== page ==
Review Date: September 22, 2004
Released by: Blue Underground
Release date: 9/28/2004
Region 0, NTSC
Widescreen 1.66:1 | 16x9: Yes
The exploitation genres of the 1970s had many faces. There were spaghetti westerns, zombie pictures, blaxploitation films, kung fu hit-em-ups, and even the car racing vehicle. The car derby films, whether they be demolition oriented like Death Race 2000
, racing dramas like Fast Company
or transcontinental racing comedies, would achieve so much success that Hollywood would go on to overtake the genre with the various Burt Reynold’s racing pictures, like the very successful Smokey and the Bandit
and The Cannonball Run
franchises. Showing the genre little respect, Hollywood would even go on to steal the name of the latter Reynold’s flick from the 1976 David Carradine vehicle, Cannonball
. Not nearly the financial success that Death Race 2000
was banished to video shelves and all but forgotten. With the rekindled interest in David Carradine after the phenomenal success of Kill Bill
, his earlier films are now in great demand, and Blue Underground has answered with a new DVD of Cannonball
Light the fuse, let’s fire this one up.
Coy ‘Cannonball’ Buckman (David Carradine) was once a successful stock car racer, but like most protagonists of the genre, he has fallen from grace and now has something to prove. After a tragic car accident that claimed the life of a friend, Buckman was sentenced to a stay in prison, all but ending his career. He is a free man now, but he continues to have deathly premonitions of car crashes and his own death. Still on probation, Buckman is not allowed the leave the state. There is, however, one little event that will make him break parole just this one time…The Trans-America Grand Prix.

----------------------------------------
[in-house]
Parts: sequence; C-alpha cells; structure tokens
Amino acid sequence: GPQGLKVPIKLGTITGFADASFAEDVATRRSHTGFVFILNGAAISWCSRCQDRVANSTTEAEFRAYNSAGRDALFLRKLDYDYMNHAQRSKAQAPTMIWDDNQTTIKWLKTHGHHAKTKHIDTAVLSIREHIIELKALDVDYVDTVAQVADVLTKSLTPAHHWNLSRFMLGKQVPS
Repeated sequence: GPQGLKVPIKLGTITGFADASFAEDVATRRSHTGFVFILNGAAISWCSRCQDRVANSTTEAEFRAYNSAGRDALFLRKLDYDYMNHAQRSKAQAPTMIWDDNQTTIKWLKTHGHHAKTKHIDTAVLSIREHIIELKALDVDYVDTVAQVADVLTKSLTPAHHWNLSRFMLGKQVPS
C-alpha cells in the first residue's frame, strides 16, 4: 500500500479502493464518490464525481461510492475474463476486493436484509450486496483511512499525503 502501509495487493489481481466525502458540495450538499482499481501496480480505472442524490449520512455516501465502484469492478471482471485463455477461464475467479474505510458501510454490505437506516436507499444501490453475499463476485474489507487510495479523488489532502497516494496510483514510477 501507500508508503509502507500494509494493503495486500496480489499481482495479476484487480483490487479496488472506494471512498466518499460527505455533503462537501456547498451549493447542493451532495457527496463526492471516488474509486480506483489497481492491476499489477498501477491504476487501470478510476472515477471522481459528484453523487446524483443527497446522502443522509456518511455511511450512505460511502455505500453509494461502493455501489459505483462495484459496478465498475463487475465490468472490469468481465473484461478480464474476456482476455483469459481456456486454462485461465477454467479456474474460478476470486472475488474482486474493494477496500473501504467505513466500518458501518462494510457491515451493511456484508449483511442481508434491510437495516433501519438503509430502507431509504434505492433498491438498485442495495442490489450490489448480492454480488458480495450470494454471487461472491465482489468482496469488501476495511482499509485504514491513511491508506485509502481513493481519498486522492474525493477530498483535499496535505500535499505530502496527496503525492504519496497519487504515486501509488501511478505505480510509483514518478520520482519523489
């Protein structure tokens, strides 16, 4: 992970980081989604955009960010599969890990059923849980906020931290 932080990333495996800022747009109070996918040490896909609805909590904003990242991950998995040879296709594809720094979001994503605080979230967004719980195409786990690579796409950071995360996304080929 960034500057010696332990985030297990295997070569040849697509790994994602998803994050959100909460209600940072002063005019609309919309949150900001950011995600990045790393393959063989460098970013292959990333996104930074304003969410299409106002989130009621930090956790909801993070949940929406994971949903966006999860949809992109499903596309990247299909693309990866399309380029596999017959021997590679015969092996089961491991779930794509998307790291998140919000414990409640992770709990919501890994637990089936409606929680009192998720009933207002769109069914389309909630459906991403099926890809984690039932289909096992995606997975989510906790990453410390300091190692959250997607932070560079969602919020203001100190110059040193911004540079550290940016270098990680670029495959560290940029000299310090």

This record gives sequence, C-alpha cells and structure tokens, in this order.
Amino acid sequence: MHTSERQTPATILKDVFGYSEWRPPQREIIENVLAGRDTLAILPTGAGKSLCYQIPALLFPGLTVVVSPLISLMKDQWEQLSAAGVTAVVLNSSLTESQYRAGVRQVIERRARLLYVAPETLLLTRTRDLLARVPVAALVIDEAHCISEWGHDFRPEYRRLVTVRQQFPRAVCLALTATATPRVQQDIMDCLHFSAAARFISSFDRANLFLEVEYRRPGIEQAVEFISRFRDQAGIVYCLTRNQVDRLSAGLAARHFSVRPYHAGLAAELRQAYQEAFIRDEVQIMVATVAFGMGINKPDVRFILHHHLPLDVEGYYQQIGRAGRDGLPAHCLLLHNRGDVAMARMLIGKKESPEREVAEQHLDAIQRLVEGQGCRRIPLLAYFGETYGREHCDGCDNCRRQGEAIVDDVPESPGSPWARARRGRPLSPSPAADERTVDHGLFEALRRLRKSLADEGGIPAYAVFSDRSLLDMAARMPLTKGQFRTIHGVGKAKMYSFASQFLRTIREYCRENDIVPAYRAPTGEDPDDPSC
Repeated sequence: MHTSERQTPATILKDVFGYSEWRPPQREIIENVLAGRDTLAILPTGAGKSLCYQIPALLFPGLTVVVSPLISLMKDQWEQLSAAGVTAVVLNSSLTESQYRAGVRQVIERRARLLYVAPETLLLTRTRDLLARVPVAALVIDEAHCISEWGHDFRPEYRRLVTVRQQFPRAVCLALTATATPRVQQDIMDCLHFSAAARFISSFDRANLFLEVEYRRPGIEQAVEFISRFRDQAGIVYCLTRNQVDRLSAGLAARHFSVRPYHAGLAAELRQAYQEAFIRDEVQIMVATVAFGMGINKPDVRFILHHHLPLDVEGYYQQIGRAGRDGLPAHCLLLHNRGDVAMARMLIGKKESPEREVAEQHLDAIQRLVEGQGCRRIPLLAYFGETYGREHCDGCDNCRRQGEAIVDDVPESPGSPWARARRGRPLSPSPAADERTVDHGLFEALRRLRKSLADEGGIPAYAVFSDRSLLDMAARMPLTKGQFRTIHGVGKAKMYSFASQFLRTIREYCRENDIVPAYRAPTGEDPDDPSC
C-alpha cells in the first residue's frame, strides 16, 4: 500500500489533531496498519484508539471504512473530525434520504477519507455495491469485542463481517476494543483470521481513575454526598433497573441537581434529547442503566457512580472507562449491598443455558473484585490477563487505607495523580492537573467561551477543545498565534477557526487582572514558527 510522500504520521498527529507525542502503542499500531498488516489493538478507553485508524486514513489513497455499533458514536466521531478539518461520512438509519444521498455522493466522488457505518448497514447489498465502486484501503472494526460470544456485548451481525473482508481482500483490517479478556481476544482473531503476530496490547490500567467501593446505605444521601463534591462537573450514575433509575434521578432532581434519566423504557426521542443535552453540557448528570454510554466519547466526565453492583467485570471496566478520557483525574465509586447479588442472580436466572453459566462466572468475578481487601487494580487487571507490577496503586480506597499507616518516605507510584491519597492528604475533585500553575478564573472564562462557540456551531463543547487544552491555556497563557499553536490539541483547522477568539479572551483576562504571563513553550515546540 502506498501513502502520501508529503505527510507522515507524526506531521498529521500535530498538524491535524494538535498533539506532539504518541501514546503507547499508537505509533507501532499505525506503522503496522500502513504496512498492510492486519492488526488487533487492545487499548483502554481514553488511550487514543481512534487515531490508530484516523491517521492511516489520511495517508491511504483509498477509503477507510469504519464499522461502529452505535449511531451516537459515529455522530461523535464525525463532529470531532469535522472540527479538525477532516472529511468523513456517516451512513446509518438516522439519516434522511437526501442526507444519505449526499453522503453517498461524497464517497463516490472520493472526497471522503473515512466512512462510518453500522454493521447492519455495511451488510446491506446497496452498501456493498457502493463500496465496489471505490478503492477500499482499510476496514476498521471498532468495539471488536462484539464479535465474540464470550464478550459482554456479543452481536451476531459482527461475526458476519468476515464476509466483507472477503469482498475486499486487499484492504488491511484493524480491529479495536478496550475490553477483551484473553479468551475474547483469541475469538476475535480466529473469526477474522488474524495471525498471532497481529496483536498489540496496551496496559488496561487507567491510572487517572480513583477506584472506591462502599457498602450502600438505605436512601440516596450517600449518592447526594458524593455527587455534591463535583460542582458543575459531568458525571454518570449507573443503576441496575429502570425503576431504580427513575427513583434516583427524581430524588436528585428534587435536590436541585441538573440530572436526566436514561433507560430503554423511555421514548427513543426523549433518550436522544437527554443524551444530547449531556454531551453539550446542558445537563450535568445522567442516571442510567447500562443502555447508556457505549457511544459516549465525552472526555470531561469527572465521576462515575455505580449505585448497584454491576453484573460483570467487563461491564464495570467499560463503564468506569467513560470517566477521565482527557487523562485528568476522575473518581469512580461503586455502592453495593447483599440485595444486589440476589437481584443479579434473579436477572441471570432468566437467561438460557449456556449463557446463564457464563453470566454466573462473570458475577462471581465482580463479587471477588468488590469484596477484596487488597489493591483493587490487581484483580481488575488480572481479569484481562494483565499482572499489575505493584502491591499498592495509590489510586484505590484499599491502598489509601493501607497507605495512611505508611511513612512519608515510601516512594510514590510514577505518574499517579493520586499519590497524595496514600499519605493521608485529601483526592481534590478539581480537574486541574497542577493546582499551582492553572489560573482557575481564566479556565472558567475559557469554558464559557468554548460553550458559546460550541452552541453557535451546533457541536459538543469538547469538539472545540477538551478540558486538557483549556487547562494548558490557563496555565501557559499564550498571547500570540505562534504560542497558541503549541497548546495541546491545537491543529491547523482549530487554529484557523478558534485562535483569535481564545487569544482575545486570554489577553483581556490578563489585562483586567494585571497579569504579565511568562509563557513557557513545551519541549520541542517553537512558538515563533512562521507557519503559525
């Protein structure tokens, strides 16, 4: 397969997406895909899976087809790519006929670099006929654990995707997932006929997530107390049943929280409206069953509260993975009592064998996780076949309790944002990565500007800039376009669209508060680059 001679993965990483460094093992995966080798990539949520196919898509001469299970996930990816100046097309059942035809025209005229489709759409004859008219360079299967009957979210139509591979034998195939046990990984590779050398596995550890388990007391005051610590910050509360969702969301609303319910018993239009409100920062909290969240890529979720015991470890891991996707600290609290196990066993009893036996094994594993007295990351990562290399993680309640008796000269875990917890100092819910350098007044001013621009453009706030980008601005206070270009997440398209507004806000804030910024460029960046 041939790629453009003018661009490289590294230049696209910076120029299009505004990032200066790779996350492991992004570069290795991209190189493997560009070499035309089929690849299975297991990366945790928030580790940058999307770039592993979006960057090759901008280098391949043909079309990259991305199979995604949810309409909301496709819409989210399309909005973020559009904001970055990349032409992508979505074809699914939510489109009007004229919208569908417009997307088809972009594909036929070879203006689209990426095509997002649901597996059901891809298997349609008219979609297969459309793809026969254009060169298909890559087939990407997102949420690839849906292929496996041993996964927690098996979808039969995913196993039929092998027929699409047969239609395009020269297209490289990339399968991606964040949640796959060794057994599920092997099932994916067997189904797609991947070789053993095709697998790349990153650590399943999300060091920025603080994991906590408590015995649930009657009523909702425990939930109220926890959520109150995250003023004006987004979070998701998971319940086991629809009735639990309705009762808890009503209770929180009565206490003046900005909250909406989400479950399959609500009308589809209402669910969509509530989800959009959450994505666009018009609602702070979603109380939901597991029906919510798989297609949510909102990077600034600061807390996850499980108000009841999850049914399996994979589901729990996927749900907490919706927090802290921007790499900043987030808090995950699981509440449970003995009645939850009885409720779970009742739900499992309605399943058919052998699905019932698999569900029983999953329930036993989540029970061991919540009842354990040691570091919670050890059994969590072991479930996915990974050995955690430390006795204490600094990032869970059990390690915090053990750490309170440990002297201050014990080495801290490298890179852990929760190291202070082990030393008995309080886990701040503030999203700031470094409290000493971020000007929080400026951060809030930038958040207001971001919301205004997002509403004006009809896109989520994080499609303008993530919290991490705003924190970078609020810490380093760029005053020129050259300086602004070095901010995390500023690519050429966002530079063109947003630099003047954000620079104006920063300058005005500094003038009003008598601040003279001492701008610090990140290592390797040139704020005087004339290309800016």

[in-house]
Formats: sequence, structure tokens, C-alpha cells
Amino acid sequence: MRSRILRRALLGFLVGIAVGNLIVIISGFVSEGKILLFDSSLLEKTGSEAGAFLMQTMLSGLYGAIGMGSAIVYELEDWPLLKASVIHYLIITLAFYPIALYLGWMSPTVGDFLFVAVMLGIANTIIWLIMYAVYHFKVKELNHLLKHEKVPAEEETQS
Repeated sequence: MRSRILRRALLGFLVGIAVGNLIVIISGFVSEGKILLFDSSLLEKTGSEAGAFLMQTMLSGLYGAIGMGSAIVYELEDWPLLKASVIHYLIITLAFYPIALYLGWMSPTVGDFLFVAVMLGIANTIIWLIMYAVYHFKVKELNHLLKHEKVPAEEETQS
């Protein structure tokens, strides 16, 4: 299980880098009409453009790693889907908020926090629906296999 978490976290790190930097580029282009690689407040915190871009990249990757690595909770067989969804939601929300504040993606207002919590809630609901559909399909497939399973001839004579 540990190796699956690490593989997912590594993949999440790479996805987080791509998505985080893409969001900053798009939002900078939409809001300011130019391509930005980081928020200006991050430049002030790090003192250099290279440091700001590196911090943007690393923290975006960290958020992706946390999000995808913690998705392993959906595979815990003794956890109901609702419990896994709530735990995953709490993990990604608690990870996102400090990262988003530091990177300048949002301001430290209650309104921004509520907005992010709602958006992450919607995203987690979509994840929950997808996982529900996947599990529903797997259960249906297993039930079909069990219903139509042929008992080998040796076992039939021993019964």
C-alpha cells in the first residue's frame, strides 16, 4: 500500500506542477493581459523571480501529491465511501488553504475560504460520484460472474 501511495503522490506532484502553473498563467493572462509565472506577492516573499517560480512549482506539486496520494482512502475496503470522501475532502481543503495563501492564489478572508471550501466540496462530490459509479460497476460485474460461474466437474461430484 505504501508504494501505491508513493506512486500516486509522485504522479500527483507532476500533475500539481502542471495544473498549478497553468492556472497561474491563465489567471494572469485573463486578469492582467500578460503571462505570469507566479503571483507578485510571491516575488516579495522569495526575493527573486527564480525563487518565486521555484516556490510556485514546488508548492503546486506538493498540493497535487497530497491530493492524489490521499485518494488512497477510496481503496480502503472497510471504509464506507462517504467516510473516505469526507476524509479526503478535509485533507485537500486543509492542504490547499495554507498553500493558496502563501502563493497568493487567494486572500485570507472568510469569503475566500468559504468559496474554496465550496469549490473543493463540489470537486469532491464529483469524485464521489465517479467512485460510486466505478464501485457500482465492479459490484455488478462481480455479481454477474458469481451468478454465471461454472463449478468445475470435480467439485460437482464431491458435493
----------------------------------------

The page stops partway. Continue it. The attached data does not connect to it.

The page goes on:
The transcontinental race, which involves participants driving 3000 miles from Los Angelas to New York in a free for all for the grand prize. The winner pockets $100, 000 and there are a number of contestants vying for the top prize. Competing against Buckman are a bunch of stereotypes from all demographics. There are a couple of young surfers, an obese adulterer, a van full of beautiful women, a country western singer, a jivin’ black man and a foreigner with an accent right out of a James Bond movie. Together, this rag tag group of wannabe victors will take it to the streets and outwit the police. Coy Buckman has something to prove, but with the stakes this high, only one man can win, and for many, it will be murder!
Although not explicitly a horror movie, Cannonball
certainly has a body count to rival the best. Several of the main cast members are either shot or exploded in terrible car accidents, and many random auto drivers are also exploded on screen. What makes this so awkward is the fact that the film purports itself to be an unabashed comedy picture throughout the carnage. It is tough to know whether to laugh or feel sorry as all these people, some with significant character development, are quickly wasted as the storyline continues. In Death Race 2000
the deaths were part of the titular hook, and besides, it was in the future. Cannonball
takes place in a real American event in the present time, and all the deaths are treated lightly. In the same way that Emanuelle in America
manages to twist genres and be both a porn and a horror film, Cannonball
uncomfortably straddles the line between comedy and horror.
As brutal as some of the car wrecks and deathly dreams are, the film is still a fairly entertaining little racing picture. The Cannonball Run
took more than just the title from this picture, as many of the stock characters, like the lovable fat guy, the beautiful women, and the foreigner with the high tech ride, all make it from film to film. Cannonball
presents a fine cast of characters, like Bill’s little brother, Robert Carradine, who even at a young age really displays the same charisma as his brother. Gerrit Graham does a ying to his “Meat” yang from Phantom of the Paradise
, abandoning his pop singing skills for strict country. Dick Miller, the hardnosed character actor who has been in everything from The Terminator
to Chopping Mall
, also gives yet another brief, but memorable, performance as Buckman’s brother.